Developer's colony or model of consistency?
Controversy surrounding the West Kowloon development centres on the government's decision to award a single consortium the right to build and run the 40-hectare site for 30 years.
Critics have warned the idea will turn the area into a 'developer's colony', but the government argues that consistency is required, given that 55 per cent of the site will be covered by a single structure - a partially transparent canopy, designed by British architect Lord Norman Foster, that would be the world's largest roof.
Although the innovative design was approved by a selection panel after an international design competition in 2002, the giant roof has become another subject of controversy. Some local engineers, architects and cultural sector representatives say they fear the canopy will be 'shockingly' expensive. Describing it as a mere decoration, they have said it is neither feasible nor necessary.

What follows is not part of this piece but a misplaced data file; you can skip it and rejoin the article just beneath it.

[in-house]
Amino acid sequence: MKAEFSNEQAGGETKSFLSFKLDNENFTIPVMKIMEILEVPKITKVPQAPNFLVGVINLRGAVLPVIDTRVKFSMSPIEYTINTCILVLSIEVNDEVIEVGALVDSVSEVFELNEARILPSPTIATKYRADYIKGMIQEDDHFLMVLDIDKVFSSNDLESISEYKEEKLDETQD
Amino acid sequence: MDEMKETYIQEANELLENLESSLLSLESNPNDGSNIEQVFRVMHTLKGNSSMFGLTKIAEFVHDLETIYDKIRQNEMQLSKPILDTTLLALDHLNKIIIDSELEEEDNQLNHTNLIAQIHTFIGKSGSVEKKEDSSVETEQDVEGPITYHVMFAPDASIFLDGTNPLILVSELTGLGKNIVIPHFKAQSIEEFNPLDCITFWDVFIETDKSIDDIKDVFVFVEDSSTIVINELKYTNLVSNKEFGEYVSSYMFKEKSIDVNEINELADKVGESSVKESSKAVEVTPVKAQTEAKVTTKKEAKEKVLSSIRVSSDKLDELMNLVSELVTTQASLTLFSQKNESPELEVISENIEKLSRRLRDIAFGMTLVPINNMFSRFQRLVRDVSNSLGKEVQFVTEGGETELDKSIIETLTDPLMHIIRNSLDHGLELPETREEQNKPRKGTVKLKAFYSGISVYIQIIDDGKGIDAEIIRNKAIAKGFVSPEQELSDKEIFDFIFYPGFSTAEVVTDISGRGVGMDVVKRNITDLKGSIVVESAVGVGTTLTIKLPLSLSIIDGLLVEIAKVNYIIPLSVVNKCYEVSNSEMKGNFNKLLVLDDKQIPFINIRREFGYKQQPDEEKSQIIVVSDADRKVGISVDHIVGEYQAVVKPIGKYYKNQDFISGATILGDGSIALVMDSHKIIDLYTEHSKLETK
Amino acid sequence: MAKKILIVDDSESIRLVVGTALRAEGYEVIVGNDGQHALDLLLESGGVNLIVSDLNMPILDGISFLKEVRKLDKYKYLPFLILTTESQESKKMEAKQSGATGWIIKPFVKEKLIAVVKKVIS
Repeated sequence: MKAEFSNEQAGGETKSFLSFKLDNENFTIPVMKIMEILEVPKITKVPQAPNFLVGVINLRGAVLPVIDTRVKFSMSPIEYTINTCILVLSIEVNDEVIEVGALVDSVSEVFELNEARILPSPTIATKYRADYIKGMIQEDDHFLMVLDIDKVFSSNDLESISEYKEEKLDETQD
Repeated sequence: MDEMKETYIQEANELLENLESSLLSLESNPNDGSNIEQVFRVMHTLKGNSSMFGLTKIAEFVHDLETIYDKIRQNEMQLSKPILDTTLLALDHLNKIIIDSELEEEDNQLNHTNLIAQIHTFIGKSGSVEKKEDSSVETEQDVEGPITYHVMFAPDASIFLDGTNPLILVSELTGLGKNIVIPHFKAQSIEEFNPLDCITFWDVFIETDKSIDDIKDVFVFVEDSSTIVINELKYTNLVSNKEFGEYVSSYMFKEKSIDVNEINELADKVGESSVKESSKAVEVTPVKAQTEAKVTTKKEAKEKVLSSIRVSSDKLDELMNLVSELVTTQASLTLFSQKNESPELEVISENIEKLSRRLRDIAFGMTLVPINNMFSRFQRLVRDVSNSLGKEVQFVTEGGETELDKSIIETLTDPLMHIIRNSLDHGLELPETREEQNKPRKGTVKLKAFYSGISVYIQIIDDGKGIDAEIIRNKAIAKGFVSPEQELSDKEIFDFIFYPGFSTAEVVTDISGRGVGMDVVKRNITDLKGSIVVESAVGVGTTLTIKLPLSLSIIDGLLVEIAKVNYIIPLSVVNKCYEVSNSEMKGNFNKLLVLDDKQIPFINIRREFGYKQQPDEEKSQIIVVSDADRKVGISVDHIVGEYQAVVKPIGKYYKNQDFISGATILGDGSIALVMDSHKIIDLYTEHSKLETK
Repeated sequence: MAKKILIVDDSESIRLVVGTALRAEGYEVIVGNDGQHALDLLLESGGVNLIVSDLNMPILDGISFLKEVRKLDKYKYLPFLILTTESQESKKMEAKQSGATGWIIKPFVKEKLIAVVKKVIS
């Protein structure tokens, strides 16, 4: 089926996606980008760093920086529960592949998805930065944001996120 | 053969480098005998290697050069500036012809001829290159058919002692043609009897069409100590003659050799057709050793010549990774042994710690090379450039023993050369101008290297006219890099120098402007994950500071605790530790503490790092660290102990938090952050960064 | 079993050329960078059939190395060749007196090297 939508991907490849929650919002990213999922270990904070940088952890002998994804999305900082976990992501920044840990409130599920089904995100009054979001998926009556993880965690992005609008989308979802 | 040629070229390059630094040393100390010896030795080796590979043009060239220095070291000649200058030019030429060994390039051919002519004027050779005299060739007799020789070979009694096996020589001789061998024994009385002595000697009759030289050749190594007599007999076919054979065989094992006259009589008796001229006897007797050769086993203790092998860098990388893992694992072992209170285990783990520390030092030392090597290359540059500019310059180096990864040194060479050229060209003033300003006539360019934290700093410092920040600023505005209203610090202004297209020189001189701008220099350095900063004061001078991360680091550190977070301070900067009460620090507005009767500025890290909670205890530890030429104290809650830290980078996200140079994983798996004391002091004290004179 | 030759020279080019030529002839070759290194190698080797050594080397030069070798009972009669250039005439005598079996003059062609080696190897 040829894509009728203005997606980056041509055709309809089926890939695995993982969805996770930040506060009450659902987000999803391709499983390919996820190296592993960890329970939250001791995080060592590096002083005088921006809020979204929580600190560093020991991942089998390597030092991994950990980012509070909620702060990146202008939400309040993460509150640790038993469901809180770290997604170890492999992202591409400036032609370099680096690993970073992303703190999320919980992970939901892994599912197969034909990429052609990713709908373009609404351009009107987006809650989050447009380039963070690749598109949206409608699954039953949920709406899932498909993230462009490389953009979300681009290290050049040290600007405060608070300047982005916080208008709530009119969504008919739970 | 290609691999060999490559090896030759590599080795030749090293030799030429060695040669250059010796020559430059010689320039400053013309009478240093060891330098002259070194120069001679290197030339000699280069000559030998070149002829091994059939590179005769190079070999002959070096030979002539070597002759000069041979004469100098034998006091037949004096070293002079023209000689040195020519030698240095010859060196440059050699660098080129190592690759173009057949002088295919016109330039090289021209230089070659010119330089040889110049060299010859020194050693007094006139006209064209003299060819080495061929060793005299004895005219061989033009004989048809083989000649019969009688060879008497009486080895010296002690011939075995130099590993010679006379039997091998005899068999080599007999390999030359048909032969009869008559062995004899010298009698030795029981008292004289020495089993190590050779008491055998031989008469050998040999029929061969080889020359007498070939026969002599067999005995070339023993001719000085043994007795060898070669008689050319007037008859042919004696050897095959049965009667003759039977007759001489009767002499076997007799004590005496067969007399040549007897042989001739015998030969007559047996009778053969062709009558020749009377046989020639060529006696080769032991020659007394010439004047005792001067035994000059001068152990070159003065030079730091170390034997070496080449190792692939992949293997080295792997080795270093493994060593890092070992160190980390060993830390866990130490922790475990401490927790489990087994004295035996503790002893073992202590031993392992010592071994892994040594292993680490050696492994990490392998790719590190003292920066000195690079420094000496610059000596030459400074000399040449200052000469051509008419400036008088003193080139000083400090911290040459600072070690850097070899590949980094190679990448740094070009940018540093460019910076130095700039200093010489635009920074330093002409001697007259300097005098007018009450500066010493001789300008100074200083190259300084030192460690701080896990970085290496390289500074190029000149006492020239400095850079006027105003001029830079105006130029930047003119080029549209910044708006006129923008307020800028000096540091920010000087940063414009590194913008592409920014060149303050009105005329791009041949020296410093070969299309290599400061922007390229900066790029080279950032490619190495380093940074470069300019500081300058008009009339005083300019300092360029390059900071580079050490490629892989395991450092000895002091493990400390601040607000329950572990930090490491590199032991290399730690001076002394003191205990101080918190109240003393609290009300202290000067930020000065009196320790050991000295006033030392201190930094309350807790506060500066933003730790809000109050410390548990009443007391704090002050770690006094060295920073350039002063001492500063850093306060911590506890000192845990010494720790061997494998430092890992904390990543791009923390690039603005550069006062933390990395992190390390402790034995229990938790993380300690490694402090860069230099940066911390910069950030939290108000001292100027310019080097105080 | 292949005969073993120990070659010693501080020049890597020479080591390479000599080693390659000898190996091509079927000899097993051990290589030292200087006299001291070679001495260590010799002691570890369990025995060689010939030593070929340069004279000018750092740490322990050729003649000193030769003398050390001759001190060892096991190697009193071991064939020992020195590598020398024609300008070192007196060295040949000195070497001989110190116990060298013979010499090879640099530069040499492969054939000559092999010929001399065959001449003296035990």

There was a public outcry last November when the South China Morning Post reported that the government was attempting to bypass the Town Planning Board by exempting most aspects of the development, including hotels, residential blocks and commercial complexes, from approval by the board.
The board later supported the government's view that most aspects of the development did not need its approval.
Although the board yesterday endorsed a new two-stage approval process, which it says addresses the public's concerns, debate on the project is expected to continue even after the tendering process, which is likely to end in June.